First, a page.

There is a great deal of prejudice surrounding electric vehicles, and the situation is further exacerbated by superficial knowledge and half-truths. While some would have us believe that electric cars are inefficient or sorely lacking in range, others claim that the batteries of decommissioned vehicles represent an acute threat to the environment.

The fact is that these claims, and the resulting concerns about the environment, are deterring many people from acquiring a purely electric vehicle – despite a very clear upward trend in sales numbers.

Of course, we are more than happy to address these concerns and clarify not only how electric car batteries are recycled but also the important role that they can play long before this stage. Unlike combustion vehicles, in fact, the “used” batteries of electric cars can actually help us in the transition to renewable energies.

How long is the service life of my electric car battery?

It is a phenomenon that is all too familiar from laptop or mobile phone batteries: as the charging frequency increases, the battery performance declines – and so does the battery life.

This is due to a number of factors, including the heat produced when the battery is charged or discharged, the deep discharge that occurs due to a lack of use or simple aging, which damages the battery’s cell chemistry.

The solution to this problem is intelligent battery management.

The battery of an electric car consists of individual modules, which in turn are made up of separate cells. The temperature and voltage of each cell is determined by means of a cell monitoring circuit, which allows these variables to be evaluated by the intelligent battery management controller. This ensures that the cell chemistry becomes neither too hot nor too cold. Vehicle batteries can thus be better protected against capacity loss, and this extends the battery life.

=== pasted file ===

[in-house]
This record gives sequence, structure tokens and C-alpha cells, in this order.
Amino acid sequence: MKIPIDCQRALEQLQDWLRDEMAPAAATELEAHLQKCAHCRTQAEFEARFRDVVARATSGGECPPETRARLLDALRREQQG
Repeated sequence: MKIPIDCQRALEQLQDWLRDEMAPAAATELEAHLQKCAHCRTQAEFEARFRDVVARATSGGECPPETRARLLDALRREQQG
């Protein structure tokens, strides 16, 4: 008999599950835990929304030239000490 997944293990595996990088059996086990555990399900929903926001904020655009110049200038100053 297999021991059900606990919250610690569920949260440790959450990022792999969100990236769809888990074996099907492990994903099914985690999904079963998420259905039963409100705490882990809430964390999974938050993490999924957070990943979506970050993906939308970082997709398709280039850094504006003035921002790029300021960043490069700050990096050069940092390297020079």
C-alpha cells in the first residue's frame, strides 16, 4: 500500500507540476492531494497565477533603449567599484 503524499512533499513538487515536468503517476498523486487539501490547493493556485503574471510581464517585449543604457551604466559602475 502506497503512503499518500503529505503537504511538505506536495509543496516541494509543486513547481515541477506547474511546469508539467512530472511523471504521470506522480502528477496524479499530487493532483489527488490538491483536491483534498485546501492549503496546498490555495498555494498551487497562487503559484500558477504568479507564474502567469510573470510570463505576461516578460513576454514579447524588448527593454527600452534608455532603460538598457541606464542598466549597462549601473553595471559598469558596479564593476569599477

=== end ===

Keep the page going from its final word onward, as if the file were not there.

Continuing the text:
Consider the following example:
For a Tesla Model S with a range of 500 km per charge, 3000 full load cycles can realistically be achieved before the performance of the battery declines, yet still retains around 80 percent of its capacity.

In this case, a full load cycle is defined as a complete discharge and subsequent recharging of the battery. If we multiply the 500 km range by 3000 full load cycles, this gives us a total range of 1,500,000 km before we witness any drop in capacity.

Another important aspect is that there is no need to fully drain an electric car battery before recharging it.
This is a familiar requirement of earlier mobile phone or laptop batteries. Therefore, top-up charging while shopping, at the office or dining at your favourite restaurant is absolutely no problem – any available charging opportunity can be used without hesitation.

Those who wish to treat their batteries with the greatest of care should endeavour to keep the charge state between 20 and 80 percent, and they should also limit their use of fast-charging stations.

Can an electric car battery still suffer a premature and excessive loss in performance?